Cosmology / Elementary Tour part 4: A mysterious beginning

From the first millionth of a second on, the big bang models are on fairly safe ground. Standard theories of physics such as the standard model of particle physics tell the researchers how matter behaves under the temperature conditions in question, and the model’s predictions concerning the abundances of light elements and the cosmic background radiation allow rigorous testing.

As we go further into the past, our knowledge about the history of our universe becomes less and less secure. Before that first millionth of a second, the cosmos was much hotter than all situations particle physicist here on earth can explore experimentally using their particle accelerators. Nonetheless, there are physical models extrapolating the standard model of particle physics which allow researchers to calculate, say, how the slight imbalance between particles and anti-particles arose – the surplus to which we and all matter in the present universe owe our existance.

For even earlier times, particle physicists have postulated a phase of accelerated, exponential expansion called inflation. Such a phase could help explain certain features of our universe that the usual big bang models have to take as given, for instance the geometry of space or, equivalently, our universe’s average density. The first tentative evidence for our universe having gone through an inflationay phase comes from examinations of the cosmic background radiation. This radiation has a characteristic temperature which, after all the expansion and cooling it has gone through over the last billion years, is currently a mere 3 Kelvin above absolute zero. There are, however, fluctuations: In a few regions of the night sky, the observed temperature of the background radiation lies a few tenth of a thousandth of a Kelvin below the average, in others a few tenth of a thousandth of a Kelvin above. The following is a picture of the fluctuations:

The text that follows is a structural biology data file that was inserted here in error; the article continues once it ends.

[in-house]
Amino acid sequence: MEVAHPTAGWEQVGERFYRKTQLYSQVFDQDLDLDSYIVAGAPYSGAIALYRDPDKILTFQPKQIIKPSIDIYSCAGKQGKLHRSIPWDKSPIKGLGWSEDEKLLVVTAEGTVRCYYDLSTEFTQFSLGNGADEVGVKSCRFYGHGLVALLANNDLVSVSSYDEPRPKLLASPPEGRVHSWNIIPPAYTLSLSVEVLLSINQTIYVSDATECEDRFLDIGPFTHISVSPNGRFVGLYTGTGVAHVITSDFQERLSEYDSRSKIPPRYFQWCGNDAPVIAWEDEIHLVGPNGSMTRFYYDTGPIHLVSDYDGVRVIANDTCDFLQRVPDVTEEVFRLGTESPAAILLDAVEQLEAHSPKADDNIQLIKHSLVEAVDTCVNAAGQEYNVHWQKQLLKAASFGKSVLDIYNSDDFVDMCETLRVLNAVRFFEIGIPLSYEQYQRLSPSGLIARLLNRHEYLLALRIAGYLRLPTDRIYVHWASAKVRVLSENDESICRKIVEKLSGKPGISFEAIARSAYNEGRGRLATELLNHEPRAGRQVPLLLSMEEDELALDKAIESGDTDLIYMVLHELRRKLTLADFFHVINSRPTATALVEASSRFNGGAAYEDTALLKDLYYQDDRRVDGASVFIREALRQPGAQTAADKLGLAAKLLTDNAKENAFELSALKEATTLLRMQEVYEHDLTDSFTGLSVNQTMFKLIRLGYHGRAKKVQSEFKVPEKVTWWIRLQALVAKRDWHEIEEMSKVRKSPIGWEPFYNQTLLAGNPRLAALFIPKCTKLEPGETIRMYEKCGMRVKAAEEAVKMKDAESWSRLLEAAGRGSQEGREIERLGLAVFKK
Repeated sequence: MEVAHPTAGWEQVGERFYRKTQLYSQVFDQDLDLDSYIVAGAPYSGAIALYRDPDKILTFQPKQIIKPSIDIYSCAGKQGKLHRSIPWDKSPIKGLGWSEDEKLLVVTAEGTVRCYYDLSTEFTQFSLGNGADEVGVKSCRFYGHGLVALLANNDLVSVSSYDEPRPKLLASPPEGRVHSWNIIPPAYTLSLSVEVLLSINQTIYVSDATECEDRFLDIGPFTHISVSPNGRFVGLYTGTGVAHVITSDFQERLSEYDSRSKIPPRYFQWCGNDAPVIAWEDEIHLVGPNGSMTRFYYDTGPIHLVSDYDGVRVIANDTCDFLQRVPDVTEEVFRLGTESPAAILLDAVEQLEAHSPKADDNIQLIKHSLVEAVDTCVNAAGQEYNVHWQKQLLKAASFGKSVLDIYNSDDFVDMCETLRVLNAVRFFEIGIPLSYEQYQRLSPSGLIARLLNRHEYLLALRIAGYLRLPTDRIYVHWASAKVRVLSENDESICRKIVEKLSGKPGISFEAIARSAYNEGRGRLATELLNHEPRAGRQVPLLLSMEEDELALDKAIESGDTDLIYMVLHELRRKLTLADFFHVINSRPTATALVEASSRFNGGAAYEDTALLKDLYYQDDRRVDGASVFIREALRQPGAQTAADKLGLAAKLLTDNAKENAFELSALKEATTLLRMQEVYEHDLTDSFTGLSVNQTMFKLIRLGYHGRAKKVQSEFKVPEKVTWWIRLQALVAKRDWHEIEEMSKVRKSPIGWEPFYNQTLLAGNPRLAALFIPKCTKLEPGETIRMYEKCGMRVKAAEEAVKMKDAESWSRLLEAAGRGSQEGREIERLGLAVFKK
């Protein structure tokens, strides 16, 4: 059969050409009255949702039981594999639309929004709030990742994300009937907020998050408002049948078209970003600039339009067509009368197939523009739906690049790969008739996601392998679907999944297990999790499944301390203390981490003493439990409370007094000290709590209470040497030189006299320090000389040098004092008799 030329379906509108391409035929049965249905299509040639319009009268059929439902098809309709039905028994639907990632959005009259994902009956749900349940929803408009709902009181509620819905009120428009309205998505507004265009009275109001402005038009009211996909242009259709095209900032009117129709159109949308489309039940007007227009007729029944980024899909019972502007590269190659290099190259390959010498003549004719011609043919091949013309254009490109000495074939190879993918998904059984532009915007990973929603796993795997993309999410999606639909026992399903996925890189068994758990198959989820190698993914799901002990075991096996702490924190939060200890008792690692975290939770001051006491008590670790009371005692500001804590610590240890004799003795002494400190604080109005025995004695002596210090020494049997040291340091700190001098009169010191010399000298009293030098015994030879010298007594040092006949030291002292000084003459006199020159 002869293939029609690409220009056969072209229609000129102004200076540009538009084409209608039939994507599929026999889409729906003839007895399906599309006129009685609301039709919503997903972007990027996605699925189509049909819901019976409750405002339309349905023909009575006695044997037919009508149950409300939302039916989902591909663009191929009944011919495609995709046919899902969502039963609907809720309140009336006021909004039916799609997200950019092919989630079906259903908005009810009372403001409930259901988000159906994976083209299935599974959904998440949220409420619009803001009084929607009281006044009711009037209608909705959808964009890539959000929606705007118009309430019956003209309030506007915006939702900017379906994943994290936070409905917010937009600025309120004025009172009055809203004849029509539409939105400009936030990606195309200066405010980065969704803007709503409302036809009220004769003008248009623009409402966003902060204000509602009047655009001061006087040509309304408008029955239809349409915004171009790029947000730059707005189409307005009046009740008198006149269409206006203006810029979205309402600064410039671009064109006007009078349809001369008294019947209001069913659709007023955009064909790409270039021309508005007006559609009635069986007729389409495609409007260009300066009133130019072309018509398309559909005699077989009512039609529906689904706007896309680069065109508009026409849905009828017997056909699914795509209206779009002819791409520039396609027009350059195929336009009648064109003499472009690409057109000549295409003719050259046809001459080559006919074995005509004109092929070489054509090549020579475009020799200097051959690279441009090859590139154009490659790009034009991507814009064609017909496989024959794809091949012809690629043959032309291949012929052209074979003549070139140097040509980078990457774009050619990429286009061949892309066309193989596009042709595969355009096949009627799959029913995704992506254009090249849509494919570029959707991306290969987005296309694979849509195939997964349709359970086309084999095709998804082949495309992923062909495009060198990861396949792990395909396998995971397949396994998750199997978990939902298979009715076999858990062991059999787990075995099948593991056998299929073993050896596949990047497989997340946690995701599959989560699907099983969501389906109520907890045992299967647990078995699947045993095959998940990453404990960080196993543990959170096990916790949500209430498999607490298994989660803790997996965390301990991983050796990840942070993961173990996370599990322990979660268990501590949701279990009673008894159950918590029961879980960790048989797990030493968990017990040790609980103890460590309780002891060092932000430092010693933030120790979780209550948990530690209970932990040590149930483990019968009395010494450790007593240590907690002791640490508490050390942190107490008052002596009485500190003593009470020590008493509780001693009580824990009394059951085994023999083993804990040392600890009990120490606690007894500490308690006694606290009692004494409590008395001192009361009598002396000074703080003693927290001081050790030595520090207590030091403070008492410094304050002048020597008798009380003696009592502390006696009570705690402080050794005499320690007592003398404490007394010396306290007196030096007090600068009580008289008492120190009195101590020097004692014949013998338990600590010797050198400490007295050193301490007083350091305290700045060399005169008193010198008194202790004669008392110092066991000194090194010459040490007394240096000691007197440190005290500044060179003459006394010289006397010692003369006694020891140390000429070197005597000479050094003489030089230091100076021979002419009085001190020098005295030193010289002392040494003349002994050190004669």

Image: ESA, Planck collaboration

It shows the sphere of the night sky in the same way a map of the globe shows our spherical planet. Reddish regions correspond to higher-than-average temperature, blueish regions to slightly cooler regions. The map was produced from observations with the Planck space observatory, an ESA satellite that has measured the temperature fluctuation with unprecedented accuracy. According to these observations, the fluctuations are exactly as one would expect from the predictions of the inflation models.

If one tries to go even further into the past, to an ever denser and hotter universe, temperature, density and energy reach values so extreme that quantum effects should become dominant. In such regions, general relativity cannot be expected to give the right answers. To describe these earliest phases, one would need a theory of quantum gravity, a topic that will be treated below, in the chapter on relativity and the quantum. Classical physics, which ignores quantum effects, cannot make authoritative statements about this extreme initial state of our universe. With its prediction of a big bang singularity, general relativity clearly delineates its limitations.